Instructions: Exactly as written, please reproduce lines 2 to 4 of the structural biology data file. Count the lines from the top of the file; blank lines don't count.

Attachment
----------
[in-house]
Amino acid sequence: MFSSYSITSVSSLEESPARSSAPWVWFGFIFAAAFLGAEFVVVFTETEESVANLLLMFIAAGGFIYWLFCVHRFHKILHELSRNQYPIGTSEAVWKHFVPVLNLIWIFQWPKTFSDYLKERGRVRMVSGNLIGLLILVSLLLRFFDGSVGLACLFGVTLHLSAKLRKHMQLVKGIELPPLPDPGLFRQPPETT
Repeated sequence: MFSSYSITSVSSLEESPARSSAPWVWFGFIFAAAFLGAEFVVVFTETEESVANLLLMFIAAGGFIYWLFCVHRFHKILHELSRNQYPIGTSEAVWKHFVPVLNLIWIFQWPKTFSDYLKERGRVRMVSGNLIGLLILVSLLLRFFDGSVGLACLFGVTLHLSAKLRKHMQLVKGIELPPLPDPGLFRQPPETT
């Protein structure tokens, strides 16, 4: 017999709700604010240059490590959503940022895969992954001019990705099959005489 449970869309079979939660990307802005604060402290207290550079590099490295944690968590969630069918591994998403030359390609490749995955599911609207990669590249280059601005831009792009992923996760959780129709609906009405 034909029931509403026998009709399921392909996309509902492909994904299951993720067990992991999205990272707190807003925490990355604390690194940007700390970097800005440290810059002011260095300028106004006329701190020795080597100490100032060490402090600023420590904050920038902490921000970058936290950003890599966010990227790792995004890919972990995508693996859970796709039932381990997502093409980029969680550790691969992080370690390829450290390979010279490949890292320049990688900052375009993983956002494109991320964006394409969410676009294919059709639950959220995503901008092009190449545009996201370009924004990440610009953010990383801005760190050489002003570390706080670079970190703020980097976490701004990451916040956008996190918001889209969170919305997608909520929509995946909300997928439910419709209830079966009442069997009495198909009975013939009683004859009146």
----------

Amino acid sequence: MFSSYSITSVSSLEESPARSSAPWVWFGFIFAAAFLGAEFVVVFTETEESVANLLLMFIAAGGFIYWLFCVHRFHKILHELSRNQYPIGTSEAVWKHFVPVLNLIWIFQWPKTFSDYLKERGRVRMVSGNLIGLLILVSLLLRFFDGSVGLACLFGVTLHLSAKLRKHMQLVKGIELPPLPDPGLFRQPPETT
Repeated sequence: MFSSYSITSVSSLEESPARSSAPWVWFGFIFAAAFLGAEFVVVFTETEESVANLLLMFIAAGGFIYWLFCVHRFHKILHELSRNQYPIGTSEAVWKHFVPVLNLIWIFQWPKTFSDYLKERGRVRMVSGNLIGLLILVSLLLRFFDGSVGLACLFGVTLHLSAKLRKHMQLVKGIELPPLPDPGLFRQPPETT
């Protein structure tokens, strides 16, 4: 017999709700604010240059490590959503940022895969992954001019990705099959005489 449970869309079979939660990307802005604060402290207290550079590099490295944690968590969630069918591994998403030359390609490749995955599911609207990669590249280059601005831009792009992923996760959780129709609906009405 034909029931509403026998009709399921392909996309509902492909994904299951993720067990992991999205990272707190807003925490990355604390690194940007700390970097800005440290810059002011260095300028106004006329701190020795080597100490100032060490402090600023420590904050920038902490921000970058936290950003890599966010990227790792995004890919972990995508693996859970796709039932381990997502093409980029969680550790691969992080370690390829450290390979010279490949890292320049990688900052375009993983956002494109991320964006394409969410676009294919059709639950959220995503901008092009190449545009996201370009924004990440610009953010990383801005760190050489002003570390706080670079970190703020980097976490701004990451916040956008996190918001889209969170919305997608909520929509995946909300997928439910419709209830079966009442069997009495198909009975013939009683004859009146």